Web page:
Coba archeological site of Pre-Columbian Maya

Coba is an ancient Mayan city on the Yucatán Peninsula, located in the Mexican state of Quintana Roo. The site is the nexus of the largest network of stone causeways of the ancient Mayan world, and it contains many engraved and sculpted stelae that document ceremonial life and important events of the Late Classic Period of Mesoamerican civilization. The adjacent modern village bearing the same name, reported a population of 1,278 inhabitants in the 2010 Mexican federal census.

Cozumel island in Quintana Roo, Mexico

Cozumel is an island and municipality in the Caribbean Sea off the eastern coast of Mexico's Yucatán Peninsula, opposite Playa del Carmen. It is separated from mainland by Cozumel Channel and is close to the Yucatán Channel. The municipality is part of the state of Quintana Roo, Mexico.

Tulum Maya Site in Quintana Roo, Mexico

Tulum is the site of a pre-Columbian Mayan walled city which served as a major port for Coba, in the Mexican state of Quintana Roo. The ruins are situated on 12-meter (39 ft) tall cliffs along the east coast of the Yucatán Peninsula on the Caribbean Sea in the state of Quintana Roo, Mexico. Tulum was one of the last cities built and inhabited by the Maya; it was at its height between the 13th and 15th centuries and managed to survive about 70 years after the Spanish began occupying Mexico. Old World diseases brought by the Spanish settlers appear to have resulted in very high fatalities, disrupting the society and eventually causing the city to be abandoned. One of the best-preserved coastal Maya sites, Tulum is today a popular site for tourists.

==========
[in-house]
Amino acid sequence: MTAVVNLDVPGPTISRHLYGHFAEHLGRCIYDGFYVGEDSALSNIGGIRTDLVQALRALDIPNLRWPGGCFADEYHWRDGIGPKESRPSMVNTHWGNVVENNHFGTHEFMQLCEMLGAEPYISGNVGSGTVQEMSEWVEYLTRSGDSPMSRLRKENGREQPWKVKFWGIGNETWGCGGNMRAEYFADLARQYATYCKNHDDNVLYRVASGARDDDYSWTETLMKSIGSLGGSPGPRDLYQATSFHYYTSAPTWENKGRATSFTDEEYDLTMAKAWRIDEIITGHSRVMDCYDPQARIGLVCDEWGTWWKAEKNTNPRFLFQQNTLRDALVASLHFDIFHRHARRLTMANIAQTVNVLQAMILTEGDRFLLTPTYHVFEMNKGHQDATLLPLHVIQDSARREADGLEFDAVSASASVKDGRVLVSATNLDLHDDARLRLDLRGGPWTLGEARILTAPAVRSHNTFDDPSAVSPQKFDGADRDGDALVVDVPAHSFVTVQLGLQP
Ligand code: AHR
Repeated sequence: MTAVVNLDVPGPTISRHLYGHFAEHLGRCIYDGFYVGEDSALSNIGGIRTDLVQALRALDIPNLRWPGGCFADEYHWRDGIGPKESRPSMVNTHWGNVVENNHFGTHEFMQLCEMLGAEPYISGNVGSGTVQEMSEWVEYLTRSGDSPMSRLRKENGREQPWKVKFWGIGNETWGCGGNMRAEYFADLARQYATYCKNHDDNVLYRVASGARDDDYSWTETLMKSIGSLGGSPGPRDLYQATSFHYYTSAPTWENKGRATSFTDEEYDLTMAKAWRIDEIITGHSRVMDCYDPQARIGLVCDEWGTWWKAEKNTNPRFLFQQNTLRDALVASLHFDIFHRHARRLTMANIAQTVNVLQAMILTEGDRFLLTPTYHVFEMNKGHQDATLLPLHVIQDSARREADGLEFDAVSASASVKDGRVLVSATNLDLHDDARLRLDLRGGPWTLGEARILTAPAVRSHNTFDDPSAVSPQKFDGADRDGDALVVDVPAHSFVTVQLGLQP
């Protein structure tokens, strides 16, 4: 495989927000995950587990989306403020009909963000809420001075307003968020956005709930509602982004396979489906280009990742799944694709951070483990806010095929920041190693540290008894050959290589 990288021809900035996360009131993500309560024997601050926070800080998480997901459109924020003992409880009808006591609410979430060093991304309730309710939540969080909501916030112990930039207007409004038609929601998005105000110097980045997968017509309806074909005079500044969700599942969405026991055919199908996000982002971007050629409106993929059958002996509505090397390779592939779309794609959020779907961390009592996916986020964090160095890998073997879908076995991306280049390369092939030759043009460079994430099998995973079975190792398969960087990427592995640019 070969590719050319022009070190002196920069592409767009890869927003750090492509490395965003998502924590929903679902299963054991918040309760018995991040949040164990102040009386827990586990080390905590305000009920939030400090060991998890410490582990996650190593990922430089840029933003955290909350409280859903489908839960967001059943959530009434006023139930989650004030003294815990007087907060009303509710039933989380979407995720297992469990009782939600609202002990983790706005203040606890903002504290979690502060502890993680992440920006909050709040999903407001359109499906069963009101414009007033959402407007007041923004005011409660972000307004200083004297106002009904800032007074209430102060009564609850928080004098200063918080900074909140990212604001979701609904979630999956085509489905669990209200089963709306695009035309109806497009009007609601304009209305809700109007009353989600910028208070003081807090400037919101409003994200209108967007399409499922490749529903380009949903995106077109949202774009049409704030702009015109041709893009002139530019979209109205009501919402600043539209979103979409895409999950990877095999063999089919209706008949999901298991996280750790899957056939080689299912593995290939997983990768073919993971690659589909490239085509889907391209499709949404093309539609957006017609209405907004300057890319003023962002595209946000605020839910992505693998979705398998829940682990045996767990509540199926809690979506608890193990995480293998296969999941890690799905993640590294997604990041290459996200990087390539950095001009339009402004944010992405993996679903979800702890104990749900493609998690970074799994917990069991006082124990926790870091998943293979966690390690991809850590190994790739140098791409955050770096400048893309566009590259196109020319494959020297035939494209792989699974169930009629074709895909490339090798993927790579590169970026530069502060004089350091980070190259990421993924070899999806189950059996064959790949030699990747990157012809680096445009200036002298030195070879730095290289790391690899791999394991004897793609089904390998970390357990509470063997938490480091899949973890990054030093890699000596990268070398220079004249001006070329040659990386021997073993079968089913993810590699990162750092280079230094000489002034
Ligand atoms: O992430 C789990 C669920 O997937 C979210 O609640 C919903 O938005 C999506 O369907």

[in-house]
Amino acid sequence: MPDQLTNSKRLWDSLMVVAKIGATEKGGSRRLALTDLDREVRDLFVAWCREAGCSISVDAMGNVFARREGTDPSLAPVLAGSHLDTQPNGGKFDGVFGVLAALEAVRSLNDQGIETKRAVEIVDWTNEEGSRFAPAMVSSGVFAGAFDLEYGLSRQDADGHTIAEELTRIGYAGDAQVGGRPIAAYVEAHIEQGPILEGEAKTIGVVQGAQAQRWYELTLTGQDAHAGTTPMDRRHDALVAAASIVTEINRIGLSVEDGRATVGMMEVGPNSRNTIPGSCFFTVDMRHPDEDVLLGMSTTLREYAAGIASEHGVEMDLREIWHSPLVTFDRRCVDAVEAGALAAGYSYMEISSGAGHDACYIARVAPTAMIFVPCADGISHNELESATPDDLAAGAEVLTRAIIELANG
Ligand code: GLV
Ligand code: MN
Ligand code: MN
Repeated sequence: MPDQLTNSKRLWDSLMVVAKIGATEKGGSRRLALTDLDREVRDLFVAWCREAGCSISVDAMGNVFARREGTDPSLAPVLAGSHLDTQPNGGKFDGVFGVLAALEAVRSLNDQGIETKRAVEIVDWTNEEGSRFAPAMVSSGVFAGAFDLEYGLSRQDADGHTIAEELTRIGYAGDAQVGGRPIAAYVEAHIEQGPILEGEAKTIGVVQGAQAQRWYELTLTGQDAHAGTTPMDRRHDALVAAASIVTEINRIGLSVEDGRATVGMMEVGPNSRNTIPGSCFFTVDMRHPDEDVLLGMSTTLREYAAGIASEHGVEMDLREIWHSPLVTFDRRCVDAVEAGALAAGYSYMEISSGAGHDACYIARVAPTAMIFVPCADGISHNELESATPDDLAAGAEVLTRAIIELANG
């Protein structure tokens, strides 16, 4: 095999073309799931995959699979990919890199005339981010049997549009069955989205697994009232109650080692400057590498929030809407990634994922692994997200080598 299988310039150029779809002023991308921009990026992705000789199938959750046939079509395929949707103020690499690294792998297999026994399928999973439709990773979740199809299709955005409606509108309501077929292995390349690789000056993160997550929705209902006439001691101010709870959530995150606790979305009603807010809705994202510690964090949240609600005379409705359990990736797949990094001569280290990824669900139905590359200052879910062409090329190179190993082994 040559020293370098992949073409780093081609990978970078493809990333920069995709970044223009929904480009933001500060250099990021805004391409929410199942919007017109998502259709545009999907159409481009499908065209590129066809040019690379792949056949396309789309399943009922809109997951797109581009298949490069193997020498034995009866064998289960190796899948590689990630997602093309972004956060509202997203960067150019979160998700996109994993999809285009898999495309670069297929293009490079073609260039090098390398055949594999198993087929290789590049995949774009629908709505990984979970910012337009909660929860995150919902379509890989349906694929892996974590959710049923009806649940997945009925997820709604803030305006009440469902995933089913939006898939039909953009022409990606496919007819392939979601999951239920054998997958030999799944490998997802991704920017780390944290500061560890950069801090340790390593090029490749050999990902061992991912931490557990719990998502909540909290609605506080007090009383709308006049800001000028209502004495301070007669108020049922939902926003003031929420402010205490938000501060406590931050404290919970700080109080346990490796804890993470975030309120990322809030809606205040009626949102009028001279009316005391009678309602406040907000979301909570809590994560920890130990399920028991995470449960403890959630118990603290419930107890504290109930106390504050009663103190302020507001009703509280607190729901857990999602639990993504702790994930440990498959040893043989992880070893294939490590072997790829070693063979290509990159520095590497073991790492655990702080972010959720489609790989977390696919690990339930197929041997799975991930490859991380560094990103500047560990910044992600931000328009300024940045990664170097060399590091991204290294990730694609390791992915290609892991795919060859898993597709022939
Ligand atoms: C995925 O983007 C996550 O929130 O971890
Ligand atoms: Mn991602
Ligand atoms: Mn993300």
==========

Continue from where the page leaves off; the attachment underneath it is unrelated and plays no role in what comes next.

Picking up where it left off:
Chicxulub, Yucatán Place in Yucatán

Chicxulub is a town, and surrounding municipality of the same name, in the Mexican state of Yucatán.